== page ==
Teachers in Focus Magazine, 1997

Flat Wrong

Review of Inventing the Flat Earth: Columbus and Modern Historians by Jeffrey Burton Russell, Praeger Publishers, 1997, 132 pages.


By Mark Hartwig

Do you remember the stories you heard about Columbus proving that the earth is round? About how this courageous man sailed to America and proved that the superstitious theologians and scholars of his day were wrong?

It never happened.

Although Columbus did make his famous voyage, no educated person of his time--including theologians--ever believed that the earth is flat. And no one ever challenged Columbus for believing it is round.

Experts on Medieval thought and history have known this for decades, if not longer. But the general public, and even some historians, are still in the dark.

In Inventing the Flat Earth, historian Jeffrey Russell, of the University of California at Santa Barbara, argues compellingly that almost no educated person in the western world has believed in a flat earth since the third century B.C. Contrary to the myth that almost all Christians believed in a flat earth until Columbus's voyage, Russell reports that only a handful of early Christian writers declared that the earth is flat.

"In the first fifteen centuries of the Christian era," Russell writes, "five writers seem to have denied the globe, and a few others were ambiguous or uninterested in the question. But nearly unanimous scholarly opinion pronounced the earth spherical, and by the fifteenth century all doubt had disappeared."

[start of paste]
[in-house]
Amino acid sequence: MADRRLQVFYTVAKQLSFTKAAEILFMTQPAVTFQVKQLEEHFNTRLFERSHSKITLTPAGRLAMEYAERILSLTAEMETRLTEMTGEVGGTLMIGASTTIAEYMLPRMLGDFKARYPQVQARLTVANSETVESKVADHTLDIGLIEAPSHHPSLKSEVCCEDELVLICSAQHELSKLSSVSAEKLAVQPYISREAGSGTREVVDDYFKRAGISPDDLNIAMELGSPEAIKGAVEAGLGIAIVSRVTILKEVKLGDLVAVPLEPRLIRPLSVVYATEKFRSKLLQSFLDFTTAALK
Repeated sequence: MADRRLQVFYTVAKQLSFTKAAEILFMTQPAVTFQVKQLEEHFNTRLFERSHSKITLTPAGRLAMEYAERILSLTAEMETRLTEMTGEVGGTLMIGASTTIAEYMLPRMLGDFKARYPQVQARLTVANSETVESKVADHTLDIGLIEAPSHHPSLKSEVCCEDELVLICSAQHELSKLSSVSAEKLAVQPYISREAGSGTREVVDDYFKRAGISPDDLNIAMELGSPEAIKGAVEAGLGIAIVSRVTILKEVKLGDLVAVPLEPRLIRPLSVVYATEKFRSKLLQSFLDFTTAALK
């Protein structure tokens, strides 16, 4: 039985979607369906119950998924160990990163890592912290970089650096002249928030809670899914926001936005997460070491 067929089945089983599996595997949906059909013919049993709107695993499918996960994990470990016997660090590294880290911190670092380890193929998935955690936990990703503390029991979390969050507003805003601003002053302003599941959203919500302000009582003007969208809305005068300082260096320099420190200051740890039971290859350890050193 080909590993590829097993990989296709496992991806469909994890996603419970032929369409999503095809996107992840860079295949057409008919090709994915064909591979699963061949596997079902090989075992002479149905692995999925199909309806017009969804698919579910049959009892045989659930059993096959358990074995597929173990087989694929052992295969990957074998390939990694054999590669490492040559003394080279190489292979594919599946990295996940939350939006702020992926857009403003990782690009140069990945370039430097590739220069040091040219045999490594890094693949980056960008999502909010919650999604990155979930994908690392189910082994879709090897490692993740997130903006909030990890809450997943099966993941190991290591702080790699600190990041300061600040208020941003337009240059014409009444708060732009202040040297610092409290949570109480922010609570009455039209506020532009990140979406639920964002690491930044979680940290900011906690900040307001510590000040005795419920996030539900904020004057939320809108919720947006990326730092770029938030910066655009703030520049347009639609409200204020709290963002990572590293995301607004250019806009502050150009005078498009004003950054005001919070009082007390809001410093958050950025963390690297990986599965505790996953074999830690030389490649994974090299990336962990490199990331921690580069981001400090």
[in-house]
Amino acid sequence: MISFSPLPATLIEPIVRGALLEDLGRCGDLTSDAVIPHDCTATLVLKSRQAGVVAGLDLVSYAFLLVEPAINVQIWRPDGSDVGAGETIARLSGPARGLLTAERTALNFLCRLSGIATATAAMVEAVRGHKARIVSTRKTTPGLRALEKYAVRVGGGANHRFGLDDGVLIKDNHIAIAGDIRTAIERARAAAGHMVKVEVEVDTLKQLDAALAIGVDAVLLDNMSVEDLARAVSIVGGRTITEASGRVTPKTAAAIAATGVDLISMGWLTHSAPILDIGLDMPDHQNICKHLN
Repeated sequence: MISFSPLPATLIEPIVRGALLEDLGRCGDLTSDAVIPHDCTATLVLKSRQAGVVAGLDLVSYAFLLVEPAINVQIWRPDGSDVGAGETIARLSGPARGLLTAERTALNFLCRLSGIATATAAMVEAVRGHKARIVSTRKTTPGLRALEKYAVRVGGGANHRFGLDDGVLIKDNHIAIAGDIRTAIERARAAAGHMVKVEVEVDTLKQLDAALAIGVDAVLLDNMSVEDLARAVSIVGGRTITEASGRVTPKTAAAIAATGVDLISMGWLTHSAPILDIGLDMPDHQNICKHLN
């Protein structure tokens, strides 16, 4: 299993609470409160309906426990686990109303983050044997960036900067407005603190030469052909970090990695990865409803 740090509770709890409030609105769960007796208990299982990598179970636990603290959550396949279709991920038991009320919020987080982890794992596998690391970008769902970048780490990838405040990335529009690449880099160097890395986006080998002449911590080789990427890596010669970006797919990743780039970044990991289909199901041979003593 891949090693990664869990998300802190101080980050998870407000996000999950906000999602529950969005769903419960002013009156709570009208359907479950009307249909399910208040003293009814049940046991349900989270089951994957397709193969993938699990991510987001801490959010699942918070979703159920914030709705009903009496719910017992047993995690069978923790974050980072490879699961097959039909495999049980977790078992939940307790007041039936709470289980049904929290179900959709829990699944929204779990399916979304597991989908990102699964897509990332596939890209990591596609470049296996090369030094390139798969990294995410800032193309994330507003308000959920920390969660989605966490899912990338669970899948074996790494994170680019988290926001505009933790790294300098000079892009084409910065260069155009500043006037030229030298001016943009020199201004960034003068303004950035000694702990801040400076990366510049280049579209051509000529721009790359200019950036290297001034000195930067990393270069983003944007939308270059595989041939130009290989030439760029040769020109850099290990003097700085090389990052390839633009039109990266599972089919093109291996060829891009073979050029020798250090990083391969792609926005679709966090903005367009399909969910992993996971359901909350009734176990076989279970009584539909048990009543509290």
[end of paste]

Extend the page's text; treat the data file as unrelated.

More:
So how did this myth get started? Russell traces its origins to two sources: Washington Irving's horribly inaccurate biography of Christopher Columbus, published in 1828, and a scholarly article by French scholar Antoine-Jean Letronne, published in 1834.

Irving, on the one hand, apparently wanted a dramatic image that would grip his readers, so he cast Columbus as the bold mariner who argued courageously for truth and common sense before a council of inquisitors and hooded theologians. In fact, Columbus did appear before a council to defend his ideas. But it was a council of scientists, and the issue was not the roundness of the globe, but how far Columbus would have to sail to reach Asia. The scientists thought that Columbus had grievously underestimated the distance. And they were right.

As Russell points out, "If God or good luck had not put America--the West Indies--in the way to catch him, Columbus and his crews might indeed have perished, not from falling off the earth but from starvation and thirst."

Letronne, on the other hand, was motivated by an anti-religious bias and had to use some shabby moves to make his case. But his prestige was such that other scholars used his material without checking it.

Despite Irving's popularity and Letronne's prestige, their mistakes might have had little effect were it not for Darwin's theory of evolution. Following the publication of his Origin of Species in 1859, the flat-earth myth became orthodoxy when Darwin's defenders began using it to attack their Christian critics. Like many Darwinists today, they portrayed their critics as hopelessly shackled by superstition.

As Russell's book shows, however, the problem was not medieval superstitions, but modern fabrications--a lesson we should not soon forget.